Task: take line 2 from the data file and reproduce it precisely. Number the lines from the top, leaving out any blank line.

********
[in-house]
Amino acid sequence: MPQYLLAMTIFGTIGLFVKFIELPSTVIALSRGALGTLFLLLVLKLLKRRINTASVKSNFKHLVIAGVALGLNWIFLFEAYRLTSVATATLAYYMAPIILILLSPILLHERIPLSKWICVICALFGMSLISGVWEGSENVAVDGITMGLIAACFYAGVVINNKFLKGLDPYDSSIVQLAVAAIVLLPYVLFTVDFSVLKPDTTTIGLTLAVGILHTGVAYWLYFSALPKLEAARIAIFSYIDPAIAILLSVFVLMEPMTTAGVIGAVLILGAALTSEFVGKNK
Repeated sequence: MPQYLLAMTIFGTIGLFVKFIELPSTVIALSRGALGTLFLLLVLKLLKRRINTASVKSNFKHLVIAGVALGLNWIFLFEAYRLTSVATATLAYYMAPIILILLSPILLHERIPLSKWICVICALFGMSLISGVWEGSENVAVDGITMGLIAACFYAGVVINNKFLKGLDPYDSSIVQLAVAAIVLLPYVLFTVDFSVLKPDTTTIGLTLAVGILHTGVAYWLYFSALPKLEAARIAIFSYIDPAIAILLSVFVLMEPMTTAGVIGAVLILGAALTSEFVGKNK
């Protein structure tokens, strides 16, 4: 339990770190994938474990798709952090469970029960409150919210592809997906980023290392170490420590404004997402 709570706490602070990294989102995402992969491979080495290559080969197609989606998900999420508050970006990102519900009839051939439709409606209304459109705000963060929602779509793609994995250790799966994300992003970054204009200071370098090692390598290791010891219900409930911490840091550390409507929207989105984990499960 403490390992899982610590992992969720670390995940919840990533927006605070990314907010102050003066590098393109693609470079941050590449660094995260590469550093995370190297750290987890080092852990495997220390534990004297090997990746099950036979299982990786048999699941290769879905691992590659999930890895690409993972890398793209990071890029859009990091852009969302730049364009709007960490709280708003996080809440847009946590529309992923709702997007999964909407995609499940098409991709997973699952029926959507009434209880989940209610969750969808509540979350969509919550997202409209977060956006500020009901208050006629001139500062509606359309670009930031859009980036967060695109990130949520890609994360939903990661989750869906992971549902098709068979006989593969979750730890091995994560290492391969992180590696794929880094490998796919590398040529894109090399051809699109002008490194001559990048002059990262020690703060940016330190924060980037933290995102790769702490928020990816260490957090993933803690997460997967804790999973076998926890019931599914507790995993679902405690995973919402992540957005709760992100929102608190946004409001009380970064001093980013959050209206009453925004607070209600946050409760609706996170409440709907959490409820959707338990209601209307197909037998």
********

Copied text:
Amino acid sequence: MPQYLLAMTIFGTIGLFVKFIELPSTVIALSRGALGTLFLLLVLKLLKRRINTASVKSNFKHLVIAGVALGLNWIFLFEAYRLTSVATATLAYYMAPIILILLSPILLHERIPLSKWICVICALFGMSLISGVWEGSENVAVDGITMGLIAACFYAGVVINNKFLKGLDPYDSSIVQLAVAAIVLLPYVLFTVDFSVLKPDTTTIGLTLAVGILHTGVAYWLYFSALPKLEAARIAIFSYIDPAIAILLSVFVLMEPMTTAGVIGAVLILGAALTSEFVGKNK